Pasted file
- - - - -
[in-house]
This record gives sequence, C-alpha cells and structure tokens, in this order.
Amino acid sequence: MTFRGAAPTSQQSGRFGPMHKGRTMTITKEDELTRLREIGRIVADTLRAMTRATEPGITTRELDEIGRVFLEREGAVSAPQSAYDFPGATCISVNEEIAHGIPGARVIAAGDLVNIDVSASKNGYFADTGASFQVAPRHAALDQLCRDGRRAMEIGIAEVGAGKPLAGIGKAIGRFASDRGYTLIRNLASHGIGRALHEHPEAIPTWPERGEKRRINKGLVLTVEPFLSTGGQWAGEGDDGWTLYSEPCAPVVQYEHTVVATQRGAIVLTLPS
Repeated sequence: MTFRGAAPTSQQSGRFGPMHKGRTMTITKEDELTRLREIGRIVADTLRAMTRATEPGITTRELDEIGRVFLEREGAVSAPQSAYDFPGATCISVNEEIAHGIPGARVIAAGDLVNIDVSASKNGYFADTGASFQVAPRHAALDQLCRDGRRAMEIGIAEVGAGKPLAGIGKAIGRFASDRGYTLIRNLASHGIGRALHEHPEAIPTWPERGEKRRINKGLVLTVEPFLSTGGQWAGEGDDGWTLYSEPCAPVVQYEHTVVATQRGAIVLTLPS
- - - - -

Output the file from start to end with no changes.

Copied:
[in-house]
This record gives sequence, C-alpha cells and structure tokens, in this order.
Amino acid sequence: MTFRGAAPTSQQSGRFGPMHKGRTMTITKEDELTRLREIGRIVADTLRAMTRATEPGITTRELDEIGRVFLEREGAVSAPQSAYDFPGATCISVNEEIAHGIPGARVIAAGDLVNIDVSASKNGYFADTGASFQVAPRHAALDQLCRDGRRAMEIGIAEVGAGKPLAGIGKAIGRFASDRGYTLIRNLASHGIGRALHEHPEAIPTWPERGEKRRINKGLVLTVEPFLSTGGQWAGEGDDGWTLYSEPCAPVVQYEHTVVATQRGAIVLTLPS
Repeated sequence: MTFRGAAPTSQQSGRFGPMHKGRTMTITKEDELTRLREIGRIVADTLRAMTRATEPGITTRELDEIGRVFLEREGAVSAPQSAYDFPGATCISVNEEIAHGIPGARVIAAGDLVNIDVSASKNGYFADTGASFQVAPRHAALDQLCRDGRRAMEIGIAEVGAGKPLAGIGKAIGRFASDRGYTLIRNLASHGIGRALHEHPEAIPTWPERGEKRRINKGLVLTVEPFLSTGGQWAGEGDDGWTLYSEPCAPVVQYEHTVVATQRGAIVLTLPS